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Normal Topic 3.Nc3 de4 4.Ne4 Nf6 5.Nf6 ef6 Caro-Kann (Read 3379 times)
kylemeister
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Re: 3.Nc3 de4 4.Ne4 Nf6 5.Nf6 ef6 Caro-Kann
Reply #8 - 05/22/19 at 16:23:37
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The new update has a game (Simacek-Michalik) in which White eschewed Qc2:  6 c3 Bd6 7 Bd3 0-0 8 Ne2 Re8 9 0-0 Nd7 10 Bf4.  As it happens that's another line which was given in old theory (ECO in 2002, citing Khalifman) as slightly favoring White.
  
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kylemeister
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Re: 3.Nc3 de4 4.Ne4 Nf6 5.Nf6 ef6 Caro-Kann
Reply #7 - 05/06/19 at 15:55:30
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Incidentally that 6. c3 Bd6 7. Bd3 O-O 8. Qc2 Re8+ 9. Be3 h6 10. Ne2 Na6 11. O-O Nc7 12. c4 was given as leading to an edge for White in old theory (citing Chandler-Christiansen, in which Larry played 12...Bd7 instead of Carlsen's 12...Bg4).
  
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Re: 3.Nc3 de4 4.Ne4 Nf6 5.Nf6 ef6 Caro-Kann
Reply #6 - 05/06/19 at 13:48:10
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I was interested in this line, too, but the game Svidler - Carlsen shows a risk free approach for White:

https://chess-db.com/public/game.jsp?id=4102142.1503014.50458624.30268
  

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Re: 3.Nc3 de4 4.Ne4 Nf6 5.Nf6 ef6 Caro-Kann
Reply #5 - 05/05/19 at 00:43:25
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I saw an advertisement selling a rather expensive new PGN database about this exf6 variation.
https://www.modern-chess.com/en/chess-databases/database=52

The author/seller also recommends 3...c5 against the Advance variation and the early g6 line against the Panov-Botvinnik.  Seems like this would be a simple/lightweight and low-maintenance way to play while leading to a few different pawn structures  (unlike most lightweight options like the the Scandinavian or the Fort Knox French which lead to the same sort of game every time)  Also I did not see a lifeless killjoy/spoilsport variation provided that you dont mind the three big pillars of the repertoire mentioned above.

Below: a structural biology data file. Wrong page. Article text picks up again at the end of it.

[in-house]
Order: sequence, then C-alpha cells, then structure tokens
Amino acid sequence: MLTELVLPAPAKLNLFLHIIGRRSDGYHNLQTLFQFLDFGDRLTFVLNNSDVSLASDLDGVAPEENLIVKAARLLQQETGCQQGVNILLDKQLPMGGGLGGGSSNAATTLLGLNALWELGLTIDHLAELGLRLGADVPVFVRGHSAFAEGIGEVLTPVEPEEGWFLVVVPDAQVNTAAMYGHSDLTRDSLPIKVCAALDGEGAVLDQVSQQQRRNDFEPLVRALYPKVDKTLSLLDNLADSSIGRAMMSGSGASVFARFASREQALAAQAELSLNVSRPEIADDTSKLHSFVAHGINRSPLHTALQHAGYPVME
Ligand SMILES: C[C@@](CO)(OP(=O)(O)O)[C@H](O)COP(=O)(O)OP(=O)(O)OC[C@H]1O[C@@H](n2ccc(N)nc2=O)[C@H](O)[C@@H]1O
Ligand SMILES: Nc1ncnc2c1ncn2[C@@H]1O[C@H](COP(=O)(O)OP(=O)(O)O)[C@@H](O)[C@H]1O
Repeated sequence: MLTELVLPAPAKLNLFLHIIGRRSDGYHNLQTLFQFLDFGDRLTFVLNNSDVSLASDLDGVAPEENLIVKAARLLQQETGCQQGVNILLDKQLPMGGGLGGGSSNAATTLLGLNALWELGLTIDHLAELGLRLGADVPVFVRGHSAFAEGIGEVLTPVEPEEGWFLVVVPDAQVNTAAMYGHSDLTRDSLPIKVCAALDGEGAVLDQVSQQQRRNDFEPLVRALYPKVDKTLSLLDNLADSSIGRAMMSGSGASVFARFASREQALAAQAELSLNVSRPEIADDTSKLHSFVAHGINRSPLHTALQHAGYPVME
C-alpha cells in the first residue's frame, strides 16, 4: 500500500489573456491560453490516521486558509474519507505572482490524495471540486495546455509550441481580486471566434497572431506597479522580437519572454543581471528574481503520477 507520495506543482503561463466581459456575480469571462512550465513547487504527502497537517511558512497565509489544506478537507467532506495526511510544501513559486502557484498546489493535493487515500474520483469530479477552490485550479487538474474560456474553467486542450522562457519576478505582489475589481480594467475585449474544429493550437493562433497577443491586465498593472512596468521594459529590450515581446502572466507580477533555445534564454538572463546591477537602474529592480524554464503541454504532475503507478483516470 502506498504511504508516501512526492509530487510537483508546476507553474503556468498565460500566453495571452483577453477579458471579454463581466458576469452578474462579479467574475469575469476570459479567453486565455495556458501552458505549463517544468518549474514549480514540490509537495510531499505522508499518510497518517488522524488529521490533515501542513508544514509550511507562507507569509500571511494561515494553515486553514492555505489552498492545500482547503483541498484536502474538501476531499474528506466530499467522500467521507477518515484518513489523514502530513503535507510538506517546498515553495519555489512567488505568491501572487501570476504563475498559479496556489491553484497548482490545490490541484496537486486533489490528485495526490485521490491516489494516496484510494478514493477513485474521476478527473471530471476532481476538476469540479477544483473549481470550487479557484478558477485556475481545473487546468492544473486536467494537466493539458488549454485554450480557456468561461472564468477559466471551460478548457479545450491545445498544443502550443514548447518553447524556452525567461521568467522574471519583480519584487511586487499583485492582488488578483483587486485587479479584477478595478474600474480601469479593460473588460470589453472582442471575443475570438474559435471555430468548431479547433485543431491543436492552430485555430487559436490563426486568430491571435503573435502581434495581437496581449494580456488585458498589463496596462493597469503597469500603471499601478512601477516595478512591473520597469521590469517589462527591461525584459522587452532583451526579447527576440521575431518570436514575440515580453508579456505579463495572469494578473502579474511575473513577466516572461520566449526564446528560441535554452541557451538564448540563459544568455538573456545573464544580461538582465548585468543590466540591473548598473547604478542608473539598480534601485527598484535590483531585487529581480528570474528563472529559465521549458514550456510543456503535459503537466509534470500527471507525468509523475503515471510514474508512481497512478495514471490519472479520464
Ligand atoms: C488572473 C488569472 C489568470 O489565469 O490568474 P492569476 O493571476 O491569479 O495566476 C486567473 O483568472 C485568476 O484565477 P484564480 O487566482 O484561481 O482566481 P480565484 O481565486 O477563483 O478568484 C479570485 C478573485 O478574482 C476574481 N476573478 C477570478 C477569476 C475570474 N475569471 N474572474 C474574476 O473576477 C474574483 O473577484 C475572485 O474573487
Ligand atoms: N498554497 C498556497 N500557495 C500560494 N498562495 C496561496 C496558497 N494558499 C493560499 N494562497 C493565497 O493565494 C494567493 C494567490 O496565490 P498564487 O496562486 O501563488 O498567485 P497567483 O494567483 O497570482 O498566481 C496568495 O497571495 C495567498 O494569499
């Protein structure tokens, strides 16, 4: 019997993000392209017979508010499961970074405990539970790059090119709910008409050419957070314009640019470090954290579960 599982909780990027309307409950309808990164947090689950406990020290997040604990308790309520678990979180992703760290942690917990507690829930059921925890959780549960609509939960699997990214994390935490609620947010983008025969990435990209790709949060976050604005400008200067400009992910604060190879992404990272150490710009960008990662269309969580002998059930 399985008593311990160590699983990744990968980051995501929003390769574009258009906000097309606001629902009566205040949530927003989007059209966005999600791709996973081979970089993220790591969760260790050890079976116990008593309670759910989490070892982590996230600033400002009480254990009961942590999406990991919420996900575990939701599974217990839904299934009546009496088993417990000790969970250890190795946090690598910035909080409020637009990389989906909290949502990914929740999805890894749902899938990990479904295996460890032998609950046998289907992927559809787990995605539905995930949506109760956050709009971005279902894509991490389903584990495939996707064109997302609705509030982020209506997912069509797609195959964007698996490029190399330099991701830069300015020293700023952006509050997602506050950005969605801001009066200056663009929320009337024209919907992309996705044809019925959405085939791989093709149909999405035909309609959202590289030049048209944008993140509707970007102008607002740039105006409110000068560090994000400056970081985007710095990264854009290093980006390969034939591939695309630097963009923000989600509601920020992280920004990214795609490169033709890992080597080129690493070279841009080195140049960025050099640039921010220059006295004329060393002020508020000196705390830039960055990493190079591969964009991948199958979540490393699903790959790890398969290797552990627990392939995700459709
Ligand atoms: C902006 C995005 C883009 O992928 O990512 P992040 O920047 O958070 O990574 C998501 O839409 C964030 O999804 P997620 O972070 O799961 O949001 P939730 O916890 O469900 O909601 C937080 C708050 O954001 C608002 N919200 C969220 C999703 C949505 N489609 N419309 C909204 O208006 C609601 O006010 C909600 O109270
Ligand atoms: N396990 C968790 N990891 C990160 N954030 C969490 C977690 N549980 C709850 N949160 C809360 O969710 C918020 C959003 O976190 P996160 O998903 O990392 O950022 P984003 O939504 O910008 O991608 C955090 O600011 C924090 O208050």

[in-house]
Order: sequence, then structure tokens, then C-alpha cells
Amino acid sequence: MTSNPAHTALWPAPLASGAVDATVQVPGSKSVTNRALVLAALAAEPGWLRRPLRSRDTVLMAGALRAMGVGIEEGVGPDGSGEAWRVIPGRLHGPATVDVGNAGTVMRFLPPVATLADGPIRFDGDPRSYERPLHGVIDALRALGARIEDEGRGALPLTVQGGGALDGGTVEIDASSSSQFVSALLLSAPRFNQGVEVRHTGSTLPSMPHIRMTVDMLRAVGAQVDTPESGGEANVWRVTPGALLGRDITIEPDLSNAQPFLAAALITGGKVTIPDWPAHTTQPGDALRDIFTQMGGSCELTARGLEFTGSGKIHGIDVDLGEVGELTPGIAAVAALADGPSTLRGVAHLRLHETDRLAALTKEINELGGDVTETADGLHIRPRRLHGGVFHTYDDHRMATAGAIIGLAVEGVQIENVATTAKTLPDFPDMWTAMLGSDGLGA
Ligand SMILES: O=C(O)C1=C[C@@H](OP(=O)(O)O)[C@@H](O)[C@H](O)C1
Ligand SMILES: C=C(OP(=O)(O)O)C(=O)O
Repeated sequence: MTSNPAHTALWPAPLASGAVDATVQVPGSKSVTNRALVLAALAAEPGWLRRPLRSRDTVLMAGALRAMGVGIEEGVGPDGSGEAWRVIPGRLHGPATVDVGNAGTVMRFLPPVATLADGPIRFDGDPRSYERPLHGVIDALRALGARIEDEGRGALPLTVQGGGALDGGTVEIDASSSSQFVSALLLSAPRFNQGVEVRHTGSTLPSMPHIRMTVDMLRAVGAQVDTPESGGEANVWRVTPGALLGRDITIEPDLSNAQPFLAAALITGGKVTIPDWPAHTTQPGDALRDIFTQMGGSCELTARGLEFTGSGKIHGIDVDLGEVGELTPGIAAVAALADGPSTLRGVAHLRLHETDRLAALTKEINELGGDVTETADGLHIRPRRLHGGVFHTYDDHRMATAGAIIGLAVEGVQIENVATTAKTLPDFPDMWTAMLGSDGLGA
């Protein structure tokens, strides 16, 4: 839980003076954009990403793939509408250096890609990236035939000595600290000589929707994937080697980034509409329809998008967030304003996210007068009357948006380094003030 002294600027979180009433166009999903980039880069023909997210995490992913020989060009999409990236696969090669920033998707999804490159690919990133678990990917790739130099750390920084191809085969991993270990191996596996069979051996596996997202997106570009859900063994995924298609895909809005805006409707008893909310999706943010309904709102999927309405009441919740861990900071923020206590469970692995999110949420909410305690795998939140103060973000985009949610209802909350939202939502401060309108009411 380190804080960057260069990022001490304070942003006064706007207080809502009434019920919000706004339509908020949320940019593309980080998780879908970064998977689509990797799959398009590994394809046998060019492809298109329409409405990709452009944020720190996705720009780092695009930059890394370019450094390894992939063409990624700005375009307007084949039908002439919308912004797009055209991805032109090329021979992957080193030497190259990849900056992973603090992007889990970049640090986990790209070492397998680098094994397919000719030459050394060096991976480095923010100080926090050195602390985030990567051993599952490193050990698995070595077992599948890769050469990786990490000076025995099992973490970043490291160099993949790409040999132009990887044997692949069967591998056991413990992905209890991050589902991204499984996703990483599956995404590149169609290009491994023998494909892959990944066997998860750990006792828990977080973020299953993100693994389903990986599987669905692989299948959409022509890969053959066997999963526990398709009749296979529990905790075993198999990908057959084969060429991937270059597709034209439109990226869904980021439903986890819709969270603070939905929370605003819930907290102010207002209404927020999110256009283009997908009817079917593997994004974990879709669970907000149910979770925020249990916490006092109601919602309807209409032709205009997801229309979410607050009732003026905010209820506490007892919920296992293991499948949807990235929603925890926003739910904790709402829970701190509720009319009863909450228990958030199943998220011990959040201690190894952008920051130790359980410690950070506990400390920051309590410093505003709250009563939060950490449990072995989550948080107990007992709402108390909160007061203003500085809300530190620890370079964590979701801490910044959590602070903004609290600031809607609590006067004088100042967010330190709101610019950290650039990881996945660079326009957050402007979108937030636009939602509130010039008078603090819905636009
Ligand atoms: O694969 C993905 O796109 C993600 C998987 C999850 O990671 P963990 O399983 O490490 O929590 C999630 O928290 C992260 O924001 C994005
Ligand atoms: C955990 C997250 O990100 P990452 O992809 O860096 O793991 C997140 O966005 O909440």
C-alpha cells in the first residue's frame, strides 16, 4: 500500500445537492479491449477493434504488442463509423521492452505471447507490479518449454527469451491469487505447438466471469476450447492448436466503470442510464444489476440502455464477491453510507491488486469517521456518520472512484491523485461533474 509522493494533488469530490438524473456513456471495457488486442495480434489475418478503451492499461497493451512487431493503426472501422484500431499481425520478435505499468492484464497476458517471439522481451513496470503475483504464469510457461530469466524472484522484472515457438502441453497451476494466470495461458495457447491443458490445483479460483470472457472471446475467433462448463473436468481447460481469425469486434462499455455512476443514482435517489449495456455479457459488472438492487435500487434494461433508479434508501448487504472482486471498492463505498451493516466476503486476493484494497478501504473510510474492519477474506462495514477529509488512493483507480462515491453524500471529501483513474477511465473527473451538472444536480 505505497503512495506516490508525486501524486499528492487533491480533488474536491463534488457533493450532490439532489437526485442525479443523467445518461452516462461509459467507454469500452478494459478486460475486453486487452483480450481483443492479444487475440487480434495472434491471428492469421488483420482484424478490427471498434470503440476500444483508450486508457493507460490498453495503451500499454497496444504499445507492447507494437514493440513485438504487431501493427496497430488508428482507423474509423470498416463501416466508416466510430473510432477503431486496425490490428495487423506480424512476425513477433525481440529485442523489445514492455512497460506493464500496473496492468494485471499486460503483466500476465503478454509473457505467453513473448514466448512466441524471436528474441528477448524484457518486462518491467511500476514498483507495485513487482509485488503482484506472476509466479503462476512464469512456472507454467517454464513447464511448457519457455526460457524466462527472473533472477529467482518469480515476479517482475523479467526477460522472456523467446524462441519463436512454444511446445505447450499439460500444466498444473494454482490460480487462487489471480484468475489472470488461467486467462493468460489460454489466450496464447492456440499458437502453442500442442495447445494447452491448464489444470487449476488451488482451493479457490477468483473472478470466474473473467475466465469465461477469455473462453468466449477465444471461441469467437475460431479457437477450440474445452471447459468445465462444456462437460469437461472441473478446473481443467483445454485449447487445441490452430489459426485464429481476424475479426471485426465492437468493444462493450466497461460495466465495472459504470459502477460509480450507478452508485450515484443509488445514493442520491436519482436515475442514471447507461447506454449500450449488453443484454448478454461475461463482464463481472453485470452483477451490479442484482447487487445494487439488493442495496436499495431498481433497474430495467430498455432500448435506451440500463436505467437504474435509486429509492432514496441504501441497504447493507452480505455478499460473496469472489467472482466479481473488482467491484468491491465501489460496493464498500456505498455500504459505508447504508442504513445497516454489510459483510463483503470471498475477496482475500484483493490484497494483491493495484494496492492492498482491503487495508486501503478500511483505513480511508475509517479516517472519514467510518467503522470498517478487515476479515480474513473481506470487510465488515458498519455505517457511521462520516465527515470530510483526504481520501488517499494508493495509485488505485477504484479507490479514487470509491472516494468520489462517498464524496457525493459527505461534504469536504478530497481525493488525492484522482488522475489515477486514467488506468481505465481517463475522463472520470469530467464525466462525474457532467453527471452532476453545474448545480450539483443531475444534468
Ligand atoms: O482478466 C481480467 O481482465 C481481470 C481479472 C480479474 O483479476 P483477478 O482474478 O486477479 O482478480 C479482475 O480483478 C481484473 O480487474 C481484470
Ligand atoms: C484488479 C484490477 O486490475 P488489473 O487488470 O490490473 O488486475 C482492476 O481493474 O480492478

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Re: 3.Nc3 de4 4.Ne4 Nf6 5.Nf6 ef6 Caro-Kann
Reply #4 - 07/25/12 at 21:13:21
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I'm vaguely interested in both gf6 and ef6, so would like some further comment.  Silman wrote a book in 1989 on these variations but there hasn't been much coverage otherwise.

At first glance with ef6 seems like black can equalize after 6 Bc4 Qe7+ 7 Qe2 Be6 and 6 Nf3 Bd6.  As far as I know, in the sharp mainline 6 c3 Bd6 7 Bd3 0-0 8 Qc2 Re8+ 9 Ne2, 9...g6! is best as 10 h4 Be6! 11 h5 f5! 12 hxg6 hxg6 13 Bh6 Qf6 is just a bit of a mess but in other lines white can get something.
« Last Edit: 05/08/14 at 12:22:32 by TN »  
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Re: 3.Nc3 de4 4.Ne4 Nf6 5.Nf6 ef6 Caro-Kann
Reply #3 - 06/28/12 at 06:43:47
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The name of this thread is:
"3.Nc3 de4 4.Ne4 Nf6 5.Nf6 gf6 Caro-Kann"
...while we are talking about 3.Nc3 de4 4.Ne4 Nf6 5.Nf6 ef6 Caro-Kann  Huh
@TN Can you change the name of the thread appropriately?
  Wink
« Last Edit: 05/08/14 at 12:23:14 by TN »  
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Re: 3.Nc3 de4 4.Ne4 Nf6 5.Nf6 ef6 Caro-Kann
Reply #2 - 06/28/12 at 02:04:49
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Varnusz covers this in Play the Caro-Kann (Pergamon, 1982). The only illustrative game he gives in full for c3/Bd3/Qc2 is Forgacs-Duras, St Petersburg, 1909 (0-1, 26), but he also mentions in the notes various other Black wins such as Asztalos-Nomzowitsch (Bled, 1931) and draws.

Regarding ...h6/g6/Kh8, he gives ...g6 as the main line, concluding "It would appear at present Black has satisfactory resources to counter the White attack, though he must clearly proceed with caution." Of ...Kh8 (which he marks as '!') he says "This logical response has been neglected in recent years. Unlike ...g6 or ...h6, however, it does not weaken the Black king position." and (after 10 Be3 Nd7 11 0-0-0 Nf8) "If we compare this position to 9...g6 where White responds with h4, or 9...h6 where he follows up the attack with g4, it can be seen that Black's defensive position is much more comfortable."

I hope this has been helpful.
« Last Edit: 05/08/14 at 12:23:25 by TN »  
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Re: 3.Nc3 de4 4.Ne4 Nf6 5.Nf6 ef6 Caro-Kann
Reply #1 - 06/27/12 at 14:13:33
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Korchnoi had this line in his repertoire against strongest opponents. His games were interesting.
« Last Edit: 05/08/14 at 12:23:36 by TN »  

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TN
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3.Nc3 de4 4.Ne4 Nf6 5.Nf6 ef6 Caro-Kann
06/27/12 at 13:44:15
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Today I had a quick look at this line of the Caro-Kann (1.e4 c6 2.d4 d5 3.Nc3/Nd2 dxe4 4.Nxe4 Nf6 5.Nxf6 exf6) and think this line could be an interesting surprise variation. However when searching for annotated games in my databases I found that most of the analysed games were White wins. Would anyone be able to suggest some model Black wins? In the Bd3/c3/Qc2 lines, is it better for Black to play ...h6, ...g6 or ...Kh8, and why?
« Last Edit: 05/08/14 at 12:22:20 by TN »  

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